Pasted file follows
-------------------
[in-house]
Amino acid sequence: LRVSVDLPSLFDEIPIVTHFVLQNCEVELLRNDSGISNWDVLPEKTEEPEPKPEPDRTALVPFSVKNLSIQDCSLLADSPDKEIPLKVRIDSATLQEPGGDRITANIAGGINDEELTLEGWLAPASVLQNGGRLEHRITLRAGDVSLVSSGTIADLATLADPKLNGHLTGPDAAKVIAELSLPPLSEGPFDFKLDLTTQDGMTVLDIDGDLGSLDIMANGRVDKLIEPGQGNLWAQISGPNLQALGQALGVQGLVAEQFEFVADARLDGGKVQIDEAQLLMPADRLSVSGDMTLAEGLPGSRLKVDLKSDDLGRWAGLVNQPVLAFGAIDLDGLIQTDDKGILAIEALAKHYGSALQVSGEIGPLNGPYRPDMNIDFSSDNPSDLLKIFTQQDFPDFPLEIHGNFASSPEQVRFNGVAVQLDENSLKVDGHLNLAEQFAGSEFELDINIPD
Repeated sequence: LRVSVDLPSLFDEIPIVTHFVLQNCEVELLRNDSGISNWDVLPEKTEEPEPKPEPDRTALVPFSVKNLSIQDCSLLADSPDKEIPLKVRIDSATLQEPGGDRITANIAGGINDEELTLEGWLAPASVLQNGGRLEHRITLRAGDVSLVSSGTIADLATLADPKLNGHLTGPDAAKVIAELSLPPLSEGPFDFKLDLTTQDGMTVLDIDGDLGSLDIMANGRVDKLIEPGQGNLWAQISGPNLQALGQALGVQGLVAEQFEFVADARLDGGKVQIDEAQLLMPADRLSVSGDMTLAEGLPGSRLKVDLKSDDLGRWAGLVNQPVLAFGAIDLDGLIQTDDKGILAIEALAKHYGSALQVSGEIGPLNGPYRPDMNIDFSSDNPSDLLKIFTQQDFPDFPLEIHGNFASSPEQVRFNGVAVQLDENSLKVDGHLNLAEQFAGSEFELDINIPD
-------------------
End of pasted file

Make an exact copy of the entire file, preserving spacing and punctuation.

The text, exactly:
[in-house]
Amino acid sequence: LRVSVDLPSLFDEIPIVTHFVLQNCEVELLRNDSGISNWDVLPEKTEEPEPKPEPDRTALVPFSVKNLSIQDCSLLADSPDKEIPLKVRIDSATLQEPGGDRITANIAGGINDEELTLEGWLAPASVLQNGGRLEHRITLRAGDVSLVSSGTIADLATLADPKLNGHLTGPDAAKVIAELSLPPLSEGPFDFKLDLTTQDGMTVLDIDGDLGSLDIMANGRVDKLIEPGQGNLWAQISGPNLQALGQALGVQGLVAEQFEFVADARLDGGKVQIDEAQLLMPADRLSVSGDMTLAEGLPGSRLKVDLKSDDLGRWAGLVNQPVLAFGAIDLDGLIQTDDKGILAIEALAKHYGSALQVSGEIGPLNGPYRPDMNIDFSSDNPSDLLKIFTQQDFPDFPLEIHGNFASSPEQVRFNGVAVQLDENSLKVDGHLNLAEQFAGSEFELDINIPD
Repeated sequence: LRVSVDLPSLFDEIPIVTHFVLQNCEVELLRNDSGISNWDVLPEKTEEPEPKPEPDRTALVPFSVKNLSIQDCSLLADSPDKEIPLKVRIDSATLQEPGGDRITANIAGGINDEELTLEGWLAPASVLQNGGRLEHRITLRAGDVSLVSSGTIADLATLADPKLNGHLTGPDAAKVIAELSLPPLSEGPFDFKLDLTTQDGMTVLDIDGDLGSLDIMANGRVDKLIEPGQGNLWAQISGPNLQALGQALGVQGLVAEQFEFVADARLDGGKVQIDEAQLLMPADRLSVSGDMTLAEGLPGSRLKVDLKSDDLGRWAGLVNQPVLAFGAIDLDGLIQTDDKGILAIEALAKHYGSALQVSGEIGPLNGPYRPDMNIDFSSDNPSDLLKIFTQQDFPDFPLEIHGNFASSPEQVRFNGVAVQLDENSLKVDGHLNLAEQFAGSEFELDINIPD